Gay alternative group hopes to establish local chapter


Community group Parents, Friends and Families of Lesbians and Gays (PFLAG) hopes to re-establish itself in DeKalb County by the end of the school year.

PFLAG’s mission consists of three parts: support, education and advocacy, said National PFLAG President Jon Cepek.

Support is found by forming community groups and offering safe and comfortable channels of discussion that would otherwise not exist. Education seeks to remove some of the ignorance and the plight felt by the lesbians, gays, bisexuals and transgendered (LGBT) people throughout the community.

By gaining advocacy, PFLAG hopes to prompt communities and their members to speak up about favorable LGBT opportunities, and speak out against practices that are unfavorable to them, Cepek said.

The previous DeKalb County chapter was recognized by the national chapter and has left a lasting mark on the community. In memory of Howard and Millie Eychaner, the former leaders of the previous PFLAG group, an award presented annually is known as an Eychaner.

The award is sponsored by the Presidential Commission on Sexual Orientation and Gender Identity and PRISM to honor students and faculty efforts in advocacy and awareness work that has been done for the LGBT community, said Patricia Liberty-Baczek, PFLAG DeKalb County chapter president.

“In rural areas, by their very nature, people are separated; nothing beats two or more people getting together in a room and talking about their lives,” Cepek said.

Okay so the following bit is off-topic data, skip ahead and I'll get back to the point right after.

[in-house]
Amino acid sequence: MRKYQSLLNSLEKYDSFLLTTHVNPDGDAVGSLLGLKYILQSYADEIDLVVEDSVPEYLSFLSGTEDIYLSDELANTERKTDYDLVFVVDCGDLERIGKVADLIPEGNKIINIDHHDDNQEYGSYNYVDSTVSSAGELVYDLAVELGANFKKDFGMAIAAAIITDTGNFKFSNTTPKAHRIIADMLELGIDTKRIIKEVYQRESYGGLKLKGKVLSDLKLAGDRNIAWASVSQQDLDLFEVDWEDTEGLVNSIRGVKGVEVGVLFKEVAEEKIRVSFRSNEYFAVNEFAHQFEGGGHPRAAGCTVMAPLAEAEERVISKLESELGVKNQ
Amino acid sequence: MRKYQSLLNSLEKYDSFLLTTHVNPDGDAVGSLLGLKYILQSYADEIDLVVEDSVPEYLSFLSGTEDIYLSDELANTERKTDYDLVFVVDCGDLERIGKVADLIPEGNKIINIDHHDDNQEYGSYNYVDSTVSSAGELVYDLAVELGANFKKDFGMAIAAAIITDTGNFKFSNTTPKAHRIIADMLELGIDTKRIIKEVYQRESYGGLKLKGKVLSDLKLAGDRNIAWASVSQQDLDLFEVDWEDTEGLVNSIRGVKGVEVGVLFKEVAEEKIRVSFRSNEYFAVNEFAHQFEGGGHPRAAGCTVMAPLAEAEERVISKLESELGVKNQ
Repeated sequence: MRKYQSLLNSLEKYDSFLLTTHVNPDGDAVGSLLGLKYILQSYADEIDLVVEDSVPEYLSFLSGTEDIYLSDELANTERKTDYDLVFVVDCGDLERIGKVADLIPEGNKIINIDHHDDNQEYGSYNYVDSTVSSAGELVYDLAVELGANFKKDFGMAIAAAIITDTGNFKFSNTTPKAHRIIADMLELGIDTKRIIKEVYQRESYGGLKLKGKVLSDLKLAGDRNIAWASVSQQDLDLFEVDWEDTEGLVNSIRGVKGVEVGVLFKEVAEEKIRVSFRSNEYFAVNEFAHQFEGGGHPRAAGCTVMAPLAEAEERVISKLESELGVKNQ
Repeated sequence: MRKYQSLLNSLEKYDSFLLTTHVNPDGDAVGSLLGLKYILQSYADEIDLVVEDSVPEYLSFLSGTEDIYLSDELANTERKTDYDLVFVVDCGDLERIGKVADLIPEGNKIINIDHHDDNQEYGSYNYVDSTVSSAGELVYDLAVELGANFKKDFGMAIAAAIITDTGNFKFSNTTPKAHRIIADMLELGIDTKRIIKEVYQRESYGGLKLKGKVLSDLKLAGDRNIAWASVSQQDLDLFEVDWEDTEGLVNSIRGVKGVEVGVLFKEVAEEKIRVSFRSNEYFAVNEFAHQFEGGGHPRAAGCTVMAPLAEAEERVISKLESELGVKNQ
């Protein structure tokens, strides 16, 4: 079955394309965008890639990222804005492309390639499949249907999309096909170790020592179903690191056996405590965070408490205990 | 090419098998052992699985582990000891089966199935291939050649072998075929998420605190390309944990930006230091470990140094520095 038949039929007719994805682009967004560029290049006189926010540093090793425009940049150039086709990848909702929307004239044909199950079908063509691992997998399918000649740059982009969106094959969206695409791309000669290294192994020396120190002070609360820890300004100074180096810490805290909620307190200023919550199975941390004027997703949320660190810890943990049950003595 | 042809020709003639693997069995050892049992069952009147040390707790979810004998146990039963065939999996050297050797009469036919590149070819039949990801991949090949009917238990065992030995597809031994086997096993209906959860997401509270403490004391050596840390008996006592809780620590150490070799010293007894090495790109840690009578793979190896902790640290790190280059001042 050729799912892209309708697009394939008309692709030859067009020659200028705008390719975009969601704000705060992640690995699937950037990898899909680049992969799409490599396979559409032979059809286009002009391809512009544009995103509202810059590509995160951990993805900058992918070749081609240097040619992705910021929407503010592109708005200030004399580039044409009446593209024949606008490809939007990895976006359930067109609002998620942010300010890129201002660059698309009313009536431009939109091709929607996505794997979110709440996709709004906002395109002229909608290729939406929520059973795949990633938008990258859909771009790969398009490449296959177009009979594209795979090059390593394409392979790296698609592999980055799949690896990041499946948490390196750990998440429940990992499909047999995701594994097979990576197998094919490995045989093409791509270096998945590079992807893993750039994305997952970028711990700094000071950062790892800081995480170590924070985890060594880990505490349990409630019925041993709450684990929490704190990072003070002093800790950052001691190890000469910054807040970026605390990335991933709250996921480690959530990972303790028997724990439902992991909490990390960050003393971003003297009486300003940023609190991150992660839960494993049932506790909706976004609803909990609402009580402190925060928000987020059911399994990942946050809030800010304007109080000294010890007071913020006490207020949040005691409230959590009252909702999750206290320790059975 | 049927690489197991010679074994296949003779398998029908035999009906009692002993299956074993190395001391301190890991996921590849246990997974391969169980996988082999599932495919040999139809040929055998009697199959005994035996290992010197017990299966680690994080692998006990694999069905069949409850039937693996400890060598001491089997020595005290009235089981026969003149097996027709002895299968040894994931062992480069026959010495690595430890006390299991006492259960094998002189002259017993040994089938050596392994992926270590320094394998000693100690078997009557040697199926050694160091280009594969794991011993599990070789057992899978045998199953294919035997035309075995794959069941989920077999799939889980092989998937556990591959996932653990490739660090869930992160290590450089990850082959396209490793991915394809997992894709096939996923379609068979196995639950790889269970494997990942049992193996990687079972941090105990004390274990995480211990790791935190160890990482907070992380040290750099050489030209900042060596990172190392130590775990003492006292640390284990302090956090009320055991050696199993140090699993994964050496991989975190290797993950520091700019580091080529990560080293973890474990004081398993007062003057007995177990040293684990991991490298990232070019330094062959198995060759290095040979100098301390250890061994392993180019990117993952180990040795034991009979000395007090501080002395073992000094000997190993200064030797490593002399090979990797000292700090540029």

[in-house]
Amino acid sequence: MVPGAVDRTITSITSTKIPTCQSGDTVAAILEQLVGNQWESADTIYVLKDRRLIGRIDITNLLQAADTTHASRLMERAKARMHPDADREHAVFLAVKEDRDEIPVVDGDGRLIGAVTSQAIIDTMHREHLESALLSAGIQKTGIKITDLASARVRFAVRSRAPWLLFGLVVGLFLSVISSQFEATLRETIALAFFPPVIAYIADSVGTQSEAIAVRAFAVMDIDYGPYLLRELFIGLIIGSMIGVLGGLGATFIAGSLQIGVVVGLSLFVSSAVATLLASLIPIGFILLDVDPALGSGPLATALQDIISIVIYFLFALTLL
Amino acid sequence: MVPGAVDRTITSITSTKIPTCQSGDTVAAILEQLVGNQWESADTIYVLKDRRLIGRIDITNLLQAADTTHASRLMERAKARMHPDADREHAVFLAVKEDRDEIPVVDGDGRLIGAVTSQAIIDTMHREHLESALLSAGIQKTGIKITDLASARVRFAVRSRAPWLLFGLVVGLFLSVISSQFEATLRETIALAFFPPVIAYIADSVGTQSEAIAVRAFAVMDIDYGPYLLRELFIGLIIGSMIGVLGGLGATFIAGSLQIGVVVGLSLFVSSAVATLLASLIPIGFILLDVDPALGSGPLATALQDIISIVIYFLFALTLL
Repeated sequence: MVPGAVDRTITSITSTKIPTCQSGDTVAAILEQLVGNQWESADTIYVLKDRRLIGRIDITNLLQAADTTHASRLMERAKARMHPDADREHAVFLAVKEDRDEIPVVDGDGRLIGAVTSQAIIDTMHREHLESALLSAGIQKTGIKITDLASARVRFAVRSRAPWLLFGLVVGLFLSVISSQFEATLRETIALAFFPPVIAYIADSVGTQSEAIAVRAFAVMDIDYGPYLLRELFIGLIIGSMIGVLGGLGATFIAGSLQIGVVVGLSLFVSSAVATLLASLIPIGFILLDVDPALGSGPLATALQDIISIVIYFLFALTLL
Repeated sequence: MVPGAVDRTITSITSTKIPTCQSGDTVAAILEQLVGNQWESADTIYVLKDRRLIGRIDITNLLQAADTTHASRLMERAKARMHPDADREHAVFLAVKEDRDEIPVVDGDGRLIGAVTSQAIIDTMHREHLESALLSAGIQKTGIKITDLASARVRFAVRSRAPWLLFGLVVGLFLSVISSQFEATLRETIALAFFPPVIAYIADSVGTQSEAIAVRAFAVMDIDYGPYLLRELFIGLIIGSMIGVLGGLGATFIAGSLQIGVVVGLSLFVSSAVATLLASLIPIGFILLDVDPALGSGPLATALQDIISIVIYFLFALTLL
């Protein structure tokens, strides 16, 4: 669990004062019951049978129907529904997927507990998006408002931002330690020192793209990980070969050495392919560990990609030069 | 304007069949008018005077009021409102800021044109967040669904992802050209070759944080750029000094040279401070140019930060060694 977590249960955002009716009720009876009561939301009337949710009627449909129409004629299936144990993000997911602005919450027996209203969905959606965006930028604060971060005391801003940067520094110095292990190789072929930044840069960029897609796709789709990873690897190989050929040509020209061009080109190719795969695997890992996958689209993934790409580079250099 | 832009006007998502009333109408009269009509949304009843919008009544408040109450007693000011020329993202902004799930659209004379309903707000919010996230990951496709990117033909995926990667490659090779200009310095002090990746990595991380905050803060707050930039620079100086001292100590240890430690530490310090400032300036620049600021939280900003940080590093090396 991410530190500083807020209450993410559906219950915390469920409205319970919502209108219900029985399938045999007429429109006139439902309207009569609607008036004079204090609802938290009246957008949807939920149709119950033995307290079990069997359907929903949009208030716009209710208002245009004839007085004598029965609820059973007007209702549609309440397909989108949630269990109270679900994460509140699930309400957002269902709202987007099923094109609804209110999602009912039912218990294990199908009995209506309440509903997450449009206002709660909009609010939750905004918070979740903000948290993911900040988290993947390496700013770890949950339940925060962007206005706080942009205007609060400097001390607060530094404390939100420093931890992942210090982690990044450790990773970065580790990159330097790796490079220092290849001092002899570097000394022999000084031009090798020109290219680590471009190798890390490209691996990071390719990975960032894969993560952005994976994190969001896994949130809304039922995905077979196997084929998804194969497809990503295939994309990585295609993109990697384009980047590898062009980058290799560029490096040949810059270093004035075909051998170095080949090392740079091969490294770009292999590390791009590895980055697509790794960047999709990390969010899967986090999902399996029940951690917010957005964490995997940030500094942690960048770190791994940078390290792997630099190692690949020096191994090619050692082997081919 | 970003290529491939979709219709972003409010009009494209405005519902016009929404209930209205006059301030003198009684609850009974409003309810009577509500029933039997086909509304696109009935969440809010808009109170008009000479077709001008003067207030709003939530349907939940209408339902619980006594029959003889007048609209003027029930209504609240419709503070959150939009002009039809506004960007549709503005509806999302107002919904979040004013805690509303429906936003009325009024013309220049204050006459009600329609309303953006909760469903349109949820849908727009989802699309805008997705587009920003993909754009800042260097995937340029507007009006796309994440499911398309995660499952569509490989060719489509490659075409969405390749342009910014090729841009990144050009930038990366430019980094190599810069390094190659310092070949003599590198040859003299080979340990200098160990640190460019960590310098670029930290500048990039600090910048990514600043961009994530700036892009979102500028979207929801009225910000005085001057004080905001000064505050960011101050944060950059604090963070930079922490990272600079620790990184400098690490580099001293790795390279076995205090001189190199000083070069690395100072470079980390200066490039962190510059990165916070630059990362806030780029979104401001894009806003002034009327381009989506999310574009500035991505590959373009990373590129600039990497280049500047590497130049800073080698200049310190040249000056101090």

The group hopes to hold meetings, offer speakers, provide literature, as well as offer a local Web site once formally recognized by the national chapter.

“Meet new friends, rather than thinking you’re out here on your own in little old DeKalb County,” said Liberty-Baczek.

The group hopes to hold its meetings at Unitarian Universalist Fellowship, 158 N. Fourth St.

“As a denomination we support and except the full integration of LGBT people in our congregation,” said the Rev. Linda Slabon. “We would be delighted to have them.”

The church has a facilities management team that makes sure groups who want to use the church’s space fit its principles and purpose, said Slabon.

Nationally, PFLAG’s plans for the future include devolving a new group, Straight For Equality.

The group feels there is a moral responsibility for all straight people to speak up and protect LGBT people, and give them equal rights: nothing more, nothing less, Cepek said.

“If any group is discriminated against, then every group is at risk of being discriminated against,” Cepek said.